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Ethics team rolls to strong finish, cash prize in national competition

The Greenhills Ethics Bowl Team overcame a big challenge, reconstituted itself as a new squad, and made a historic showing for the state of Michigan last weekend by finishing fourth in the National High School Ethics Bowl Competition. 

big ethics

Bonnie Liu, Harry Bagenstos, team captain Ali Schulte, Chipper Aspegren, Matt Chatas, faculty coach Mark Randolph, and Kevin Craven of the U-M philosophy department.

The Parr Center for Ethical Study once again hosted the national competition, which drew 24 state-championship-winning teams from across the nation. The high finish ensured the Gryphons were rewarded for their hard work, as it came with a $4,000 prize for the school.

The Greenhills Blue Team of Ali Schulte, Ian Harris, Matt Chatas, Trey McDonald, Harry Bagenstos and Amar Nigam squeezed out a close victory against the sitting state champion team to win the Michigan competition, which earned them a berth in the national competition. Unfortunately, schedule conflicts precluded the participation of key members of that newly crowned state championship team. So team captain Ali Schulte, Coach Kevin Craven (a graduate student in philosophy at the University of Michigan), and faculty coach Mark Randolph drew from a deep bench of talented participants to add junior Charles “Chipper” Aspegren and sophomore Bonnie Liu to the reconfigured team.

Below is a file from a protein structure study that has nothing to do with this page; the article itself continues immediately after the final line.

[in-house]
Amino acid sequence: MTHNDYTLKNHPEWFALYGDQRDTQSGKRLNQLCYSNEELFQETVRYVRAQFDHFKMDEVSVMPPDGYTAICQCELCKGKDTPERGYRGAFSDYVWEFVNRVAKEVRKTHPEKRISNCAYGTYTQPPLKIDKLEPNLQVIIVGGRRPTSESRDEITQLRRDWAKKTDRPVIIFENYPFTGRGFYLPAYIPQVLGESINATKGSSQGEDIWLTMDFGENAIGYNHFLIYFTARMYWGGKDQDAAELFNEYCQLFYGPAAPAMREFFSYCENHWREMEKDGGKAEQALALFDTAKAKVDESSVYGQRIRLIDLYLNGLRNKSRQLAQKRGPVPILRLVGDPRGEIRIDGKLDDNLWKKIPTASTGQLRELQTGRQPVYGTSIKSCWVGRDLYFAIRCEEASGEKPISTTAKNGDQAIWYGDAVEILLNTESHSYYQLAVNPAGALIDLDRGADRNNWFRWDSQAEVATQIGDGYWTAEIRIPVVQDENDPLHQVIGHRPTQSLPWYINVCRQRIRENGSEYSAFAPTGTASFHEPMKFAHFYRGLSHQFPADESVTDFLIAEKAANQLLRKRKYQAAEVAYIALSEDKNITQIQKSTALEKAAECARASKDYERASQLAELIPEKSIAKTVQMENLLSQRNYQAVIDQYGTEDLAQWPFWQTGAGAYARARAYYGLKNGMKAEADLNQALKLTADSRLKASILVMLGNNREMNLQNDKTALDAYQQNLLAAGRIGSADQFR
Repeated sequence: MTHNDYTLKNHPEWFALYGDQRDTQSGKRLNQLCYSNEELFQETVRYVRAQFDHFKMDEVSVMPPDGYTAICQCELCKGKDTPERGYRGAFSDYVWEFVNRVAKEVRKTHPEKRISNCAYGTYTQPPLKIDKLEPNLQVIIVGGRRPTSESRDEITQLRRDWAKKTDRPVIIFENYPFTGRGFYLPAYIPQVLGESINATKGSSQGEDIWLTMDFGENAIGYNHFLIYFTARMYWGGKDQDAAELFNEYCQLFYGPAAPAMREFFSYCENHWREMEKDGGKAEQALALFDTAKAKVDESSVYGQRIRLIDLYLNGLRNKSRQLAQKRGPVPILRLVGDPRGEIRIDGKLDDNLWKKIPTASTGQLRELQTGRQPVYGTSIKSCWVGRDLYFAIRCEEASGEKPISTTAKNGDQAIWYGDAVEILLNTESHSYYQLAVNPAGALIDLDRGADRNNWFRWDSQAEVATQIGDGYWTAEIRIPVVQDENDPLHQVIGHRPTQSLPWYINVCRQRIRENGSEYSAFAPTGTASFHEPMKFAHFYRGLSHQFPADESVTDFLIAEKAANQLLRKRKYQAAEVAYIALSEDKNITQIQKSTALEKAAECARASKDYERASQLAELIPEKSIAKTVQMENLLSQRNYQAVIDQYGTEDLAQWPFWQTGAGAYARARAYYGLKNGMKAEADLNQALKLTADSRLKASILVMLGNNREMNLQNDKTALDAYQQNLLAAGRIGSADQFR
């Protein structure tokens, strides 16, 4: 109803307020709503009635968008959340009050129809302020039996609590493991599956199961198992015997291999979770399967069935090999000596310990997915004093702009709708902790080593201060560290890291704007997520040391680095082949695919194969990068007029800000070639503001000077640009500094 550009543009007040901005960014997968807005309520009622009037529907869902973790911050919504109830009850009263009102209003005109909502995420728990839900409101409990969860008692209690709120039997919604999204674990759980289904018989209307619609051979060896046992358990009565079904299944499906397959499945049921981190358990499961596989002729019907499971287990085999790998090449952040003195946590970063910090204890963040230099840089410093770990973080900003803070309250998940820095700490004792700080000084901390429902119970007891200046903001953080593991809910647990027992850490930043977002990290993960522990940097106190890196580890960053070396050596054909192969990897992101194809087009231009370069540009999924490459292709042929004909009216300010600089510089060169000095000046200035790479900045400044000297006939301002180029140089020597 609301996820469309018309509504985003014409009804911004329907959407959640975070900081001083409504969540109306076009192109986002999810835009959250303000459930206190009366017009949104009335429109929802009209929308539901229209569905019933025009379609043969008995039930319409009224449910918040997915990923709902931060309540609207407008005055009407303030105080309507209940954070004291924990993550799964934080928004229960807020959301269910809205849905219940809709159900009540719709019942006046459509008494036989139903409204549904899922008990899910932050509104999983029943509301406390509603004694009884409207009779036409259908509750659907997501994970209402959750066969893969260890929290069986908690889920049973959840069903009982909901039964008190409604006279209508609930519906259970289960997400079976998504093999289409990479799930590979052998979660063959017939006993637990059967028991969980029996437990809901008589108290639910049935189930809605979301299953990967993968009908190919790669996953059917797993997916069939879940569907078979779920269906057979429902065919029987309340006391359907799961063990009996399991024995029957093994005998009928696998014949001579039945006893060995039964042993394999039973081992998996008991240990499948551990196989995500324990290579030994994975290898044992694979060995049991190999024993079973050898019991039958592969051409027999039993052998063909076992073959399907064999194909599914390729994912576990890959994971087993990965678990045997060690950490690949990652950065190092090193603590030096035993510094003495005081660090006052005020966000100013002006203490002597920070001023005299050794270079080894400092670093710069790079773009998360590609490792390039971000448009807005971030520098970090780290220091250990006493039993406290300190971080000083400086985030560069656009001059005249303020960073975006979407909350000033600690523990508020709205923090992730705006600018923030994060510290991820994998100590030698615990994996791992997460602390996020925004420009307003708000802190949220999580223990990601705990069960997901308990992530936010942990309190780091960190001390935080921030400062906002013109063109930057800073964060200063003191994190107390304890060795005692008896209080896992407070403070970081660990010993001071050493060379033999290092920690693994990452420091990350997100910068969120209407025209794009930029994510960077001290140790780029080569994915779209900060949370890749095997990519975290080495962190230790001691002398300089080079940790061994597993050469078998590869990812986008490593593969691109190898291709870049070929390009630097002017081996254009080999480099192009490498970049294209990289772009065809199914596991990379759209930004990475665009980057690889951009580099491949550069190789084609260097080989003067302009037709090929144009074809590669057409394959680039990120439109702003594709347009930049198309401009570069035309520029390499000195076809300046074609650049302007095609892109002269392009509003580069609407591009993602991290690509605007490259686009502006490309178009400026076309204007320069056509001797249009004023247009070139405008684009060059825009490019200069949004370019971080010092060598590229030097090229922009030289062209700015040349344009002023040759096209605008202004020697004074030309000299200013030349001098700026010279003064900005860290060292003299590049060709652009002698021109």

After a humbling first-round start against powerhouse David H. Hickman High School of Columbia, Mo., the Gryphons huddled and made adjustments. The changes were clearly effective as the young team went on a three-match tear, narrowly defeating a strong Little Rock Central High School and then hitting its stride in the final two rounds, which led to a 3-1 record and a berth in the quarter-finals.

Check out the competition’s Storify recap here

In the quarterfinals, Greenhills faced a polished and intellectually sharp team from Canestoga High School in Tennessee, but met the challenge with a 3-0 judges’ decision. In the semi-final round the Gryphons competed against 2104 National Champion East Chapel Hill High School from North Carolina. The decision was close, but the Gryphons could not prevail.

In the end, the only two teams which defeated the Greenhills team finished first and third in the nation respectively.  The Harvard-Westlake School, from California, finished second. The fourth-place finish earned the Gryphons a $4,000 prize from the Marc Sanders Foundation.

“It was a really great weekend and the best part was that we all came together as a team,” said captain Ali Schulte, a junior. “I’m looking forward to doing even more with the team next season.”

Craven and Randolph said they were both impressed by the enthusiasm and performance of their charges.

“It is difficult to exaggerate the accomplishment of these five extraordinary students,” Randolph said. “Our goal was to represent well for our families, the school and the state of Michigan, and make friends along the way. That we were able to achieve these results as well is the cherry on top of the sundae.”

Randolph also thanked Craven for his tireless work and invaluable service to the team.

“Perhaps the most remarkable fact about this group is that there is not a senior among them,” Randolph said. “The future looks bright for ethical discussion at Greenhills.”

Saturday, April 24
Open to anyone ages 16 and up. Limited quantities available.
Greenhills is closed for mid-winter break and will return on Tuesday, Feb. 22.